CountersteerYour true stories of good and bad things that happen in cars.  

We live in a time of great individuality. With online car configurators, it’s easier now than ever to get a car that suits you, and only you. Sort of. While you can choose paint and whether or not you want silly wheels, you can’t truly customize your car. Not really, anyways. And I’m wondering why not.

I got to thinking about this conundrum when I saw that the Volkswagen Golf Sportwagen configurator was live. A little wagon is great, and the most recent Golf I’ve driven, the absolutely delicious Volkswagen Golf R is even better, but sadly, you can’t spec a Golf R Sportwagen. The combination exists, but only in Europe. While most Golfs sold in the US are made in Mexico, the Golf R (and e-Golf, for that matter), are built in Volkswagen’s Wolfsburg, Germany plant, and shipped overseas to our golden shores.

And according to Automobile, Volkswagen only bothered to certify the Golf R’s 296-horsepower engine with the four-door hatch bodyshell.

But then I got to thinking a little bit more about the Golf I’d want. I wouldn’t want a Golf R Sportwagen, not precisely. I’d want a Golf R Sportwagen, but with the slightly softer suspension setup from the Volkswagen GTI, because the R suspension can get a bit harsh on terrible Northeast highways, and some fantastic plaid seats ripped out of the GTI as well.

That is exactly the Golf I’d want.

But I can’t get that Golf. If I want the R powertrain in America, I can only get a four-door hatch, and only with the R suspension. And I’m wondering why not. Yes, I understand the necessity of importation regulations, but if we broaden the scope of the question a bit, why can’t I get any car I want, really?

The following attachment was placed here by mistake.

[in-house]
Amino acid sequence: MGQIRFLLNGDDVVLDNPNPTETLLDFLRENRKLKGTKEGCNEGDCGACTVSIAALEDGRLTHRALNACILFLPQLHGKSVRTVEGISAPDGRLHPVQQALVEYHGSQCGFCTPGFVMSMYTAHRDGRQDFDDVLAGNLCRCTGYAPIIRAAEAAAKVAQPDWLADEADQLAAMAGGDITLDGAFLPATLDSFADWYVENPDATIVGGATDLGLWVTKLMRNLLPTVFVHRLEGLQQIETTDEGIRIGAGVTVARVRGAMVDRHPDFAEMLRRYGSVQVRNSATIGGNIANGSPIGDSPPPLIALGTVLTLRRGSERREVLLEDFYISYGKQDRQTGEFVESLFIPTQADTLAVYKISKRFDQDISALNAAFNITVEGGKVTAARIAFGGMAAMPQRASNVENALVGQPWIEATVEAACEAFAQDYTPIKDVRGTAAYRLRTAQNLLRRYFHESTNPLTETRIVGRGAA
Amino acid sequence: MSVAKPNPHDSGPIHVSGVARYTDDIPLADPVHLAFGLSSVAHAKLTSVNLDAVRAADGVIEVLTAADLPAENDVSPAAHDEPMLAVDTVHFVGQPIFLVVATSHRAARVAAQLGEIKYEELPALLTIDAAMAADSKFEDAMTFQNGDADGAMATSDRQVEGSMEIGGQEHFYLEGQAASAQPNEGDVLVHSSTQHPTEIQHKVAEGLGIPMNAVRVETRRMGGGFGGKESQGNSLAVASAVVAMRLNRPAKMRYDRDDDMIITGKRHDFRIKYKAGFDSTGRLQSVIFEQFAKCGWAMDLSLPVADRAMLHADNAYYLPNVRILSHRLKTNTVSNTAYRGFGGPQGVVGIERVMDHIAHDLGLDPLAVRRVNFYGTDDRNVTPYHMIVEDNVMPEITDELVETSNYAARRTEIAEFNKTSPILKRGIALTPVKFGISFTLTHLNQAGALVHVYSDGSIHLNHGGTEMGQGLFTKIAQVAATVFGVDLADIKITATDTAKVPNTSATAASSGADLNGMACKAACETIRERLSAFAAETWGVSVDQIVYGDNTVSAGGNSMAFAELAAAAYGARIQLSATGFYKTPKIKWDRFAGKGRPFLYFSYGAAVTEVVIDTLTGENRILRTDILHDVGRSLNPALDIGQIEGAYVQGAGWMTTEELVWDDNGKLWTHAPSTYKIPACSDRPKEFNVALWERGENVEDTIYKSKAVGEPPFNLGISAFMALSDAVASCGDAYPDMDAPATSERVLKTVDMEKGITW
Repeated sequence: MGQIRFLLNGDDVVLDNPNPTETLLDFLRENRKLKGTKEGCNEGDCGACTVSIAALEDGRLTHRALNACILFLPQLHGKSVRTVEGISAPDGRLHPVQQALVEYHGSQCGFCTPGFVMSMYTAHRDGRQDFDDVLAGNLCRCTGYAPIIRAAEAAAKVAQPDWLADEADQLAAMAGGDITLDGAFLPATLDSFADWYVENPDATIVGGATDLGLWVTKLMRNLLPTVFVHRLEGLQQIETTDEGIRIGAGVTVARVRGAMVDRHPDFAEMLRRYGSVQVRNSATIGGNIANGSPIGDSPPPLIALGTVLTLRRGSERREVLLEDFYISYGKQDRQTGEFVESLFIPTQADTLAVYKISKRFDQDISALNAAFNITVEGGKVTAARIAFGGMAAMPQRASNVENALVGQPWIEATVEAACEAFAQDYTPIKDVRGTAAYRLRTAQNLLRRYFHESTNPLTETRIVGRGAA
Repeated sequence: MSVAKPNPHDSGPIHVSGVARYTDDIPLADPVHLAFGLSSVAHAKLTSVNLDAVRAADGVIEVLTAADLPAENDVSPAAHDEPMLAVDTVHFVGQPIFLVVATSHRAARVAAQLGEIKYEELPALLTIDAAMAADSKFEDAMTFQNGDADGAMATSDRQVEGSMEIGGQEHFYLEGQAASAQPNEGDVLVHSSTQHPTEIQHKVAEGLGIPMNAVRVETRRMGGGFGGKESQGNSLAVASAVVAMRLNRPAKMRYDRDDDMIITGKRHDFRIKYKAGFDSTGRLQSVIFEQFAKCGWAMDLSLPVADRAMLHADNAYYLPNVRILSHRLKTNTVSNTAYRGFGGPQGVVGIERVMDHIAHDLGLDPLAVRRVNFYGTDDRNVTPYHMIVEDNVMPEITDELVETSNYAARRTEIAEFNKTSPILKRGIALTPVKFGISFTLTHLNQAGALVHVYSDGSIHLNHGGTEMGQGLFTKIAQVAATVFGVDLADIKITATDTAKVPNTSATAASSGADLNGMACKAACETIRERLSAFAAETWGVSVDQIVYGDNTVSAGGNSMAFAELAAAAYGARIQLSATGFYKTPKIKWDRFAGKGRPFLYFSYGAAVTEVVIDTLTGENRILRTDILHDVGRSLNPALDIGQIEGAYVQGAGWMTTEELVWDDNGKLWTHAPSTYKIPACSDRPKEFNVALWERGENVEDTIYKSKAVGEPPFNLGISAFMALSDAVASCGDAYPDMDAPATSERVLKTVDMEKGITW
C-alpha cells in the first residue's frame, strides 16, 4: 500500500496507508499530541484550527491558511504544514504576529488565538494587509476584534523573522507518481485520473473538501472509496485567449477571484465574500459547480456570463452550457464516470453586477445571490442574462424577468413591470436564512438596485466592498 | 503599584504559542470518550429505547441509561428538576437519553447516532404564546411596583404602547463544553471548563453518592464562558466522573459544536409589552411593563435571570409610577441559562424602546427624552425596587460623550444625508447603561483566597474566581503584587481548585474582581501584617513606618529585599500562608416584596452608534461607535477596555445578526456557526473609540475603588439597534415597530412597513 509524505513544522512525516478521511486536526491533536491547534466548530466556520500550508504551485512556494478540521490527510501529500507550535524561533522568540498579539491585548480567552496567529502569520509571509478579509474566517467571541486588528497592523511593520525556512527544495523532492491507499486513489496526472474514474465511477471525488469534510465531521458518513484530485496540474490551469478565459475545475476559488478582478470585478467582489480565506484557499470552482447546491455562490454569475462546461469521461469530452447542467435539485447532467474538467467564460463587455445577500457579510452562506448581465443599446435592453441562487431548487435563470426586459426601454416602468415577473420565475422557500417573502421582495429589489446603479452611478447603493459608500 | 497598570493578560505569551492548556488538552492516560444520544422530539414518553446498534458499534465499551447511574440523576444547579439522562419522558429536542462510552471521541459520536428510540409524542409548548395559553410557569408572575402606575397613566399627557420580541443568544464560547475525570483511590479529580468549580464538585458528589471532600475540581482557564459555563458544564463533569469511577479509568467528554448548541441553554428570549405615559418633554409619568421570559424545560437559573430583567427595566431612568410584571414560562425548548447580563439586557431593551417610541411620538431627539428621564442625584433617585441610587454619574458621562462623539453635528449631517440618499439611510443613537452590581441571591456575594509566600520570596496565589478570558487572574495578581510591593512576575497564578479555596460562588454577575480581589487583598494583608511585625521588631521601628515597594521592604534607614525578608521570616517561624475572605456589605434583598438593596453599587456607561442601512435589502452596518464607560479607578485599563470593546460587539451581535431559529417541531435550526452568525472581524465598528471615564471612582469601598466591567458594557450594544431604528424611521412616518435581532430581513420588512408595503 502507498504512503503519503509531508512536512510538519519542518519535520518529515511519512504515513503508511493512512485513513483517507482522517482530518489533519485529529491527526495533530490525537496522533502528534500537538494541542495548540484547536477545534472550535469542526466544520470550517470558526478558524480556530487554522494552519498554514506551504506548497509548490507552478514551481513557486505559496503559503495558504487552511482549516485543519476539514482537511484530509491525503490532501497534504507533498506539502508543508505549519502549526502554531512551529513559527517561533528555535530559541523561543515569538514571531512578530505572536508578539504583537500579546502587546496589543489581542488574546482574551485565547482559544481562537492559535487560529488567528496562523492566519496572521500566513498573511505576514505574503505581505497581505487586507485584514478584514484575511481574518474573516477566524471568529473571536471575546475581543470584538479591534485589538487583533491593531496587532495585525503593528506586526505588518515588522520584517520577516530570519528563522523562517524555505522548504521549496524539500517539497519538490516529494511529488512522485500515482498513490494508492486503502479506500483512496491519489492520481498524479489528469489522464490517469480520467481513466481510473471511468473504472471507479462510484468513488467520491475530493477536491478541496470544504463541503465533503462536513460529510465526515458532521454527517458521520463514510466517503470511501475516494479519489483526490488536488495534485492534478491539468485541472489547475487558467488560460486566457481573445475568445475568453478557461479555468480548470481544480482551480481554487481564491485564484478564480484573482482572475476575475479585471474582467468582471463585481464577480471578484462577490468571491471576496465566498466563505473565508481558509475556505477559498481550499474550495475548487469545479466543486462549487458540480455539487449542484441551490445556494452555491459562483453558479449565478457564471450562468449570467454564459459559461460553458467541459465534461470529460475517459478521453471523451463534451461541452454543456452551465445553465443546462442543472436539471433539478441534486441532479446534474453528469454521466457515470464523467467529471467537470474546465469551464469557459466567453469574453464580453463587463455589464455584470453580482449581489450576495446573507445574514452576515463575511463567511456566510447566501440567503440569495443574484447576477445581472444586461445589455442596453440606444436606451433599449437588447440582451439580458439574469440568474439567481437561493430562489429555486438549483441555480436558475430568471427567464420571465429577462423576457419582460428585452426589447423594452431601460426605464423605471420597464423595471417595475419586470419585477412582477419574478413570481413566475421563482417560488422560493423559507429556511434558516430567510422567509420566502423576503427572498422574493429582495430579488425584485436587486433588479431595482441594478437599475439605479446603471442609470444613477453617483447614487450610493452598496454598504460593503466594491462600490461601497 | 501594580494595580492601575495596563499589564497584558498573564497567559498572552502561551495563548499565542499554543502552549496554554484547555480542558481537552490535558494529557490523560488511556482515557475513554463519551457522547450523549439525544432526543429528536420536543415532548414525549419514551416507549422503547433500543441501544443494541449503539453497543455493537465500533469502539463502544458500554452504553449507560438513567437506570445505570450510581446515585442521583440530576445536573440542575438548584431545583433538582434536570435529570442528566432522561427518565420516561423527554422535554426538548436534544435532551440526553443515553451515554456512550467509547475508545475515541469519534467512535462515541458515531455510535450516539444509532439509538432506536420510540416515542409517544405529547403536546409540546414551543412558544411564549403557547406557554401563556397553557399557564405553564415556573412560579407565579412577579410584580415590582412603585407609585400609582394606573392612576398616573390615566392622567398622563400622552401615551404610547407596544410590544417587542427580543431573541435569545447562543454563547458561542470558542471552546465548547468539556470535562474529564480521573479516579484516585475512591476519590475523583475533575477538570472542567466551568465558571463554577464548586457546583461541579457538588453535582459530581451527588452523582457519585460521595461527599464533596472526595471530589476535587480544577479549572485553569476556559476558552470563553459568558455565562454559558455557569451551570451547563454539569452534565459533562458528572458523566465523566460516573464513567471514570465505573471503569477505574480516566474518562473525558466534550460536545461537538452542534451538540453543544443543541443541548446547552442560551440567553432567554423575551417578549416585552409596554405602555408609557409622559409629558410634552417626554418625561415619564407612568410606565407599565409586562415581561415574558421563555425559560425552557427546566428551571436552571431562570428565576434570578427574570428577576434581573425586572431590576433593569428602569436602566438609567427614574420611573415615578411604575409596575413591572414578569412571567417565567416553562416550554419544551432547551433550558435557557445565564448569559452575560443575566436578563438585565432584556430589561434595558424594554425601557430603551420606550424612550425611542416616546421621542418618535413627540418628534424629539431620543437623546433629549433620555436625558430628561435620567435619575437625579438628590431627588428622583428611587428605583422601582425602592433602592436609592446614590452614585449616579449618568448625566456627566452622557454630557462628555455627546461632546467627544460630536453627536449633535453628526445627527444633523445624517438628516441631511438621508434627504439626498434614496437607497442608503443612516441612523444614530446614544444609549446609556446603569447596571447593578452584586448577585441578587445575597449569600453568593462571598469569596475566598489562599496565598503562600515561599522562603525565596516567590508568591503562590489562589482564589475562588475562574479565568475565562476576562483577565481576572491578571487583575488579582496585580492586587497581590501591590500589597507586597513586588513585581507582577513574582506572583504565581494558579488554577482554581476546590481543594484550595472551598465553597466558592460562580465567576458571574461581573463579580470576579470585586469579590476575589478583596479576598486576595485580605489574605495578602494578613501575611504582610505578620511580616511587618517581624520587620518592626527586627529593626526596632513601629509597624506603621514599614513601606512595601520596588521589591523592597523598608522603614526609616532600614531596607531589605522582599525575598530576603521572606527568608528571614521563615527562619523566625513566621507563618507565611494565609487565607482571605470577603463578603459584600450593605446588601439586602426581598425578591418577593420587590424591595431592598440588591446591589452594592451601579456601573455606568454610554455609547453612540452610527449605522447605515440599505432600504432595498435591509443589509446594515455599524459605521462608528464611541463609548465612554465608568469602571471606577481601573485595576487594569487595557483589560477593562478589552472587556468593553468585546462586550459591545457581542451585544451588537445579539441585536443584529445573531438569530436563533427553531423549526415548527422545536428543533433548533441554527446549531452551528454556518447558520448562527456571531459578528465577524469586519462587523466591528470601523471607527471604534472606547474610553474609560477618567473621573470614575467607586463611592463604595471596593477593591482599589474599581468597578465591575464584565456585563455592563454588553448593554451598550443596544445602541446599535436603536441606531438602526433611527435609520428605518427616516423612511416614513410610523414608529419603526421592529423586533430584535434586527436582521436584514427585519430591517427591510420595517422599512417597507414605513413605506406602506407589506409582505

Advertisement

Why can’t I just order up a Cadillac Escalade with the engine from the CTS-V? They’re all made by Cadillac, so I don’t see why I can’t just check a few boxes, pay a little extra, and be done with it. Alright, on Volkswagen’s front, they’ve got to deal with some certification issues, but not every manufacturer has that excuse. GM did it in the 1960s with cars like the COPO Camaro, so I don’t see why GM, for example, can’t do it now.

But I’m a bit ignorant on this issue, and I haven’t been able to find a good answer yet why I can’t use an online manufacturer configurator to configure the car I truly want. Anyone out there got any theories?

Let me know in the comments below.


Contact the author at ballaban@jalopnik.com.

Public PGP key
PGP fingerprint: 0D03 F37B 4C96 021E 4292 7B12 E080 0D0B 5968 F14E